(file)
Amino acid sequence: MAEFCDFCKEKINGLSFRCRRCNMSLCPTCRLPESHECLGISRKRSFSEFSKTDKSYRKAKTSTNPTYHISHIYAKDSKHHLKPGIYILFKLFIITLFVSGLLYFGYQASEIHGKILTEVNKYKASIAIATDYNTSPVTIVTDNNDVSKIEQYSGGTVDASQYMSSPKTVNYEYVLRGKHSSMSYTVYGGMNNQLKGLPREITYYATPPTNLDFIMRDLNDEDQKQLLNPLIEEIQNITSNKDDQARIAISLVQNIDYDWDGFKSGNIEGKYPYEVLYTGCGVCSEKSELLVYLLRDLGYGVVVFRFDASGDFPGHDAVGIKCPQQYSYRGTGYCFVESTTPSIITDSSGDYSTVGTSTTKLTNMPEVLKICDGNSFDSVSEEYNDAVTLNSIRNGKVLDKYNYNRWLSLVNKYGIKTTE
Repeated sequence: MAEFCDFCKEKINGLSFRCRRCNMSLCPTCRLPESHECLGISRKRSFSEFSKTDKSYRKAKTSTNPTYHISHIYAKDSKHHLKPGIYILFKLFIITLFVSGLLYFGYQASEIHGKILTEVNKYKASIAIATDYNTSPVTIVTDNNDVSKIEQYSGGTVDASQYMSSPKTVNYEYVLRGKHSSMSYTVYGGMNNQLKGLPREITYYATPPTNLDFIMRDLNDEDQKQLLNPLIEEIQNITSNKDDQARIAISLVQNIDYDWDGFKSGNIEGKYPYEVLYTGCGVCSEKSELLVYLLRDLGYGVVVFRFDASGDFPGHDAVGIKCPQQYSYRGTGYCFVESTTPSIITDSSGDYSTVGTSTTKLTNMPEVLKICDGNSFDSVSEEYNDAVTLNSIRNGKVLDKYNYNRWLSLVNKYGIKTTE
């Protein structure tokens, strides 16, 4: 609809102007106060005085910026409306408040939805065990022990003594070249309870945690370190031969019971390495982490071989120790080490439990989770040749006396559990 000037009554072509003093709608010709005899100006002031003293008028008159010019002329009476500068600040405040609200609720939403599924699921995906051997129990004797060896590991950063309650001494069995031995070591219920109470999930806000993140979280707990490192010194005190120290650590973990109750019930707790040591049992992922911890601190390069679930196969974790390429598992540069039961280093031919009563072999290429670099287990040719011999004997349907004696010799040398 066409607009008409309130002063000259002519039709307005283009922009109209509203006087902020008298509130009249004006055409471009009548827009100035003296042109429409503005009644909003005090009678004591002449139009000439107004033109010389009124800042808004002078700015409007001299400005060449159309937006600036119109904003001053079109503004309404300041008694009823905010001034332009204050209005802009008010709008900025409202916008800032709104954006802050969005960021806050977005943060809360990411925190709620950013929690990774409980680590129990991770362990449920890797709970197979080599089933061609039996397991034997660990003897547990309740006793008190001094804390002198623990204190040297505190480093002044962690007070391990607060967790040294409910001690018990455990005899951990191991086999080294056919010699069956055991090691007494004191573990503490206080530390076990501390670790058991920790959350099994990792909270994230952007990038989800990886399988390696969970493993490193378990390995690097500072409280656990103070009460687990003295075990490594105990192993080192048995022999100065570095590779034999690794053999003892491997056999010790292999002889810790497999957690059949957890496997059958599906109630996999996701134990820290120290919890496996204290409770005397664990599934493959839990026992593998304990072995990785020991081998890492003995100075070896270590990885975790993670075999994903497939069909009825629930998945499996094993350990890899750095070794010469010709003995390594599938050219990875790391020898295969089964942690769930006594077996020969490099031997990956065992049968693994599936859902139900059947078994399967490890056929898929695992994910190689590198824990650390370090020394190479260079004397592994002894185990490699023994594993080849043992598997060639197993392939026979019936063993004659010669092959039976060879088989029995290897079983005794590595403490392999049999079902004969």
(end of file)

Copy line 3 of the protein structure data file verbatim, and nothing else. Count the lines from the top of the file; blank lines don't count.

């Protein structure tokens, strides 16, 4: 609809102007106060005085910026409306408040939805065990022990003594070249309870945690370190031969019971390495982490071989120790080490439990989770040749006396559990 000037009554072509003093709608010709005899100006002031003293008028008159010019002329009476500068600040405040609200609720939403599924699921995906051997129990004797060896590991950063309650001494069995031995070591219920109470999930806000993140979280707990490192010194005190120290650590973990109750019930707790040591049992992922911890601190390069679930196969974790390429598992540069039961280093031919009563072999290429670099287990040719011999004997349907004696010799040398 066409607009008409309130002063000259002519039709307005283009922009109209509203006087902020008298509130009249004006055409471009009548827009100035003296042109429409503005009644909003005090009678004591002449139009000439107004033109010389009124800042808004002078700015409007001299400005060449159309937006600036119109904003001053079109503004309404300041008694009823905010001034332009204050209005802009008010709008900025409202916008800032709104954006802050969005960021806050977005943060809360990411925190709620950013929690990774409980680590129990991770362990449920890797709970197979080599089933061609039996397991034997660990003897547990309740006793008190001094804390002198623990204190040297505190480093002044962690007070391990607060967790040294409910001690018990455990005899951990191991086999080294056919010699069956055991090691007494004191573990503490206080530390076990501390670790058991920790959350099994990792909270994230952007990038989800990886399988390696969970493993490193378990390995690097500072409280656990103070009460687990003295075990490594105990192993080192048995022999100065570095590779034999690794053999003892491997056999010790292999002889810790497999957690059949957890496997059958599906109630996999996701134990820290120290919890496996204290409770005397664990599934493959839990026992593998304990072995990785020991081998890492003995100075070896270590990885975790993670075999994903497939069909009825629930998945499996094993350990890899750095070794010469010709003995390594599938050219990875790391020898295969089964942690769930006594077996020969490099031997990956065992049968693994599936859902139900059947078994399967490890056929898929695992994910190689590198824990650390370090020394190479260079004397592994002894185990490699023994594993080849043992598997060639197993392939026979019936063993004659010669092959039976060879088989029995290897079983005794590595403490392999049999079902004969």